Little is known about how valvular tissues grow and remodel in response to altered loading. In this work, we used the pregnancy state to represent a non-pathological cardiac volume overload that distends the mitral valve (MV), using both extant and new experimental data and a modified form of our MV structural constitutive model. We determined that there was an initial period of permanent set-like deformation where no remodelling occurs, followed by a remodelling phase that resulted in near-complete restoration of homeostatic tissue-level behaviour. In addition, we observed that changes in the underlying MV interstitial cell (MVIC) geometry closely paralleled the tissue-level remodelling events, undergoing an initial passive perturbation followed by a gradual recovery to the pre-pregnant state. Collectively, these results suggest that valvular remodelling is actively mediated by average MVIC deformations (i.e. not cycle to cycle, but over a period of weeks). Moreover, tissue-level remodelling is likely to be accomplished by serial and parallel additions of fibrillar material to restore the mean homeostatic fibre stress and MVIC geometries. This finding has significant implications in efforts to understand and predict MV growth and remodelling following such events as myocardial infarction and surgical repair, which also place the valve under altered loading conditions.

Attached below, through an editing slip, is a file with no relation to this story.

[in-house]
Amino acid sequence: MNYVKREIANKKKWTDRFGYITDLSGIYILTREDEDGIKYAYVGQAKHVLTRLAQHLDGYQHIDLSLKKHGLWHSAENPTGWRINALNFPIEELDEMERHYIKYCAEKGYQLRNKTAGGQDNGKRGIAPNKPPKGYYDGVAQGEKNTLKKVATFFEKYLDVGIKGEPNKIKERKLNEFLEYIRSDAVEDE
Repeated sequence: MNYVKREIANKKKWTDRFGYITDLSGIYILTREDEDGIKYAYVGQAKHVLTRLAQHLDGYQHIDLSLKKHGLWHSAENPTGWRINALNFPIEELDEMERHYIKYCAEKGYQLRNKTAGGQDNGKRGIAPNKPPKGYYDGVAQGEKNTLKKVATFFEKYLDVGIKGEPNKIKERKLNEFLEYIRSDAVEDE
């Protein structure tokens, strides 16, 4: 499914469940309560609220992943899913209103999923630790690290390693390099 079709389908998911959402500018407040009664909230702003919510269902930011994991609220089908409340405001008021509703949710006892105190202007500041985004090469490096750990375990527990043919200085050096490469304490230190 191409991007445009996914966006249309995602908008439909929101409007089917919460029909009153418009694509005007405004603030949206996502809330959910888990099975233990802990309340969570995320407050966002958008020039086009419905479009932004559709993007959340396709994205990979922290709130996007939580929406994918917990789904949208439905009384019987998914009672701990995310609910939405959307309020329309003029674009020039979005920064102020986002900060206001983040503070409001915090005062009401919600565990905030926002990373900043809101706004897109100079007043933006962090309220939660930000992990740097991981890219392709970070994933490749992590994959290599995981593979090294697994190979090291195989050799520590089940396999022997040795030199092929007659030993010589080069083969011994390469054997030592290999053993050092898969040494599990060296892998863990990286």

- Received September 3, 2016.
- Accepted November 8, 2016.
- © 2016 The Author(s)
Published by the Royal Society. All rights reserved.